“قلب, as far as I know, is the first programming language that’s also a conceptual art piece,” says Ramsey Nasser, computer scientist and a fellow at New York’s Eyebeam Art+Technology Center. He can’t read the Russian hacker forums or the Chinese Twitter accounts buzzing about قلب  (“alb”, “heart”), but he shows us how his terminal can understand Arabic calligraphy. It’s novel. It’s crucial. It’s incredibly exciting.

The first time you “get” code and see that the letters and symbols can do something, can command behavior, can track billions of particles and create art… it’s as if a new section of your brain has been activated. But programming seems to hate Arabic-speakers. Tools fall apart reading Arabic. Interfaces break. Terminals crash. Text readers don’t know what to do with it.

“Practically speaking, it’s more sensible to just learn English in order to learn code. That shocked me,” says Nasser. “I believe that code and computation should be something anyone can access.”

And so, Nasser set out to create a non-Latin Lisp in Arabic calligraphy from scratch. The challenge was immense. Every tool had to be custom made. Relatives were recruited for linguistic assistance. And viola…

At Eyebeam’s Annual Showcase, Nasser presents us with his three custom algorithm that now function in his language. A glass tiled sculpture hangs before the terminal. Its square Kufic says, “hello world.” It is the first script you learn when writing in a new computer language. Then, a Fibonacci algorithm – a series that’s intimiately connected to the Golden Ratio.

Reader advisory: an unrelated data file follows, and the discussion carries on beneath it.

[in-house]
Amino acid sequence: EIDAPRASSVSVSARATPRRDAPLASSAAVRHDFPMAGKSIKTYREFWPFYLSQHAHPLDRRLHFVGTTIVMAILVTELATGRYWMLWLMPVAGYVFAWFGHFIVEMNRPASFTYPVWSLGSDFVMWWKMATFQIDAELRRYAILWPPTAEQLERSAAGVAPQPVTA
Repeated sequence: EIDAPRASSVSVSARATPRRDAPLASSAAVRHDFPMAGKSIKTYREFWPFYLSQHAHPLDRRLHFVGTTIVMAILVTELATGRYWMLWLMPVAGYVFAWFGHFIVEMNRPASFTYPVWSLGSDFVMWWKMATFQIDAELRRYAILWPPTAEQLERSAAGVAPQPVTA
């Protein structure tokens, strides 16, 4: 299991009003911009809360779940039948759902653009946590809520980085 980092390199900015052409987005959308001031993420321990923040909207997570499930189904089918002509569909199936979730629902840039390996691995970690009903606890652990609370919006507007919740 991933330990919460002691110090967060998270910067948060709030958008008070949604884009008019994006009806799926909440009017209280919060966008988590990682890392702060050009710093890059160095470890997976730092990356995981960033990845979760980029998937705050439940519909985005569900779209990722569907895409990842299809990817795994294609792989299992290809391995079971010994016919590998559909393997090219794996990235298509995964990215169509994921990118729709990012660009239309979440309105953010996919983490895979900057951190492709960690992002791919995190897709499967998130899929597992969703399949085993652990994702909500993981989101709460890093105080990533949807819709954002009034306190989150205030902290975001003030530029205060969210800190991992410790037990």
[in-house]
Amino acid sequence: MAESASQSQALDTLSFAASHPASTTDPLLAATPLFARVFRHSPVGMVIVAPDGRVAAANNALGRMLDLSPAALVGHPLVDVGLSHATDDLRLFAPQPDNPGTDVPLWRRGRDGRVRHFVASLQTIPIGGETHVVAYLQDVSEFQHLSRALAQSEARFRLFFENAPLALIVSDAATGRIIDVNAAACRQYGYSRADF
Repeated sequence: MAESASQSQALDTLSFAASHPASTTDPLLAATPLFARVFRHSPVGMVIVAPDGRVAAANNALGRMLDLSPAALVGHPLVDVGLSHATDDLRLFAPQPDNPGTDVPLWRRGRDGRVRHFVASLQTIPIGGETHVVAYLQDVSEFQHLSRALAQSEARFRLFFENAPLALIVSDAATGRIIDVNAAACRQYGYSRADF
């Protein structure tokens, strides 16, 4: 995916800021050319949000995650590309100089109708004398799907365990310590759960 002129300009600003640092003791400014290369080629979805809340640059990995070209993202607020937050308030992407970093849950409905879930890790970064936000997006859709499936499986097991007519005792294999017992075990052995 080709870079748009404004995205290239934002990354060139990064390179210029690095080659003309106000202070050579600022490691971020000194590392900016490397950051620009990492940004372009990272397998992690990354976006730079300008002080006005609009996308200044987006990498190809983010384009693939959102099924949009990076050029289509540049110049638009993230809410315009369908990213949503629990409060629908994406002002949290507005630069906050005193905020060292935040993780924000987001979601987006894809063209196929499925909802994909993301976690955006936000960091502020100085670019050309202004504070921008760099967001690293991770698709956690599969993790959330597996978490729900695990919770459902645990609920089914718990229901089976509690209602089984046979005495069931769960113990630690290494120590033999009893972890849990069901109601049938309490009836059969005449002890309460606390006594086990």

And then, the Conway’s Game of Life. Nasser sighs deeply and pauses. He says that understanding this algorithm gave him his first rush close to a spiritual experience. Based on four simple rules the code creates a tiny, infinitely dynamic universe of shifting black and white pixels. It beats. A doorway to a largely Anglo-insular world is now ajar.

“If قلب was perfected as a language, made stable and fast, you still wouldn’t be able to interact with the rest of the history of software developing — libraires like Open GL which is used for motion graphics, API — it’s all English words,” Nasser explains. “There’s nothing you can do about it.”

“I teach programming to students from around the world,” Nasser explains. “A lot of them are not native English speakers, but we teach them JavaScript. We teach them C Sharp — languages that all have English words build into them: ‘if,’ ‘while,’ ‘do.’ How can these students reason in these languages? Are they reading the letters and or are they manipulating abstract symbols?”

Letters, words, canvases, choreography… A similar motive drives advanced coders and impassioned artists, reaching for something higher. After all, we’re all just full of concepts, feelings and ideas. We’re all driven by the same creation urge. Word?

(Video: Aymann Ismail/ANIMALNewYork)